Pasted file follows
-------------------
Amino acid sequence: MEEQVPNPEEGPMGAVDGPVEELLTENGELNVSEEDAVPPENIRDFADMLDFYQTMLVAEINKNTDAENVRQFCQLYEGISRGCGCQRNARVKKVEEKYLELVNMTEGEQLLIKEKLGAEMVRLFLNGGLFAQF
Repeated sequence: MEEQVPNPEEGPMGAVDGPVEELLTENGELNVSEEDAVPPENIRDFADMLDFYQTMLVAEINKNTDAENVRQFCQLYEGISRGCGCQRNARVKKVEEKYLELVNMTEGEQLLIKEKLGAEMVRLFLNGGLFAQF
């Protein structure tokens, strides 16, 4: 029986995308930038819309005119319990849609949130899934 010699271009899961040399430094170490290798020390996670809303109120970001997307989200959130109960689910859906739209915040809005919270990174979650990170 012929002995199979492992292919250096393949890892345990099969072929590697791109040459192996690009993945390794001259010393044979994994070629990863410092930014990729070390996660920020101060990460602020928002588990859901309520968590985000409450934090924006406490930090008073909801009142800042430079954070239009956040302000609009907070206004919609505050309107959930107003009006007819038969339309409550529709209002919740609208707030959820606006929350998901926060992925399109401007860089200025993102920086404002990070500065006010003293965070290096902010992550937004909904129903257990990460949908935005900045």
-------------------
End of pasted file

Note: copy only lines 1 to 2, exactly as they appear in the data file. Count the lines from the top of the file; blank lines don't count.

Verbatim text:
Amino acid sequence: MEEQVPNPEEGPMGAVDGPVEELLTENGELNVSEEDAVPPENIRDFADMLDFYQTMLVAEINKNTDAENVRQFCQLYEGISRGCGCQRNARVKKVEEKYLELVNMTEGEQLLIKEKLGAEMVRLFLNGGLFAQF
Repeated sequence: MEEQVPNPEEGPMGAVDGPVEELLTENGELNVSEEDAVPPENIRDFADMLDFYQTMLVAEINKNTDAENVRQFCQLYEGISRGCGCQRNARVKKVEEKYLELVNMTEGEQLLIKEKLGAEMVRLFLNGGLFAQF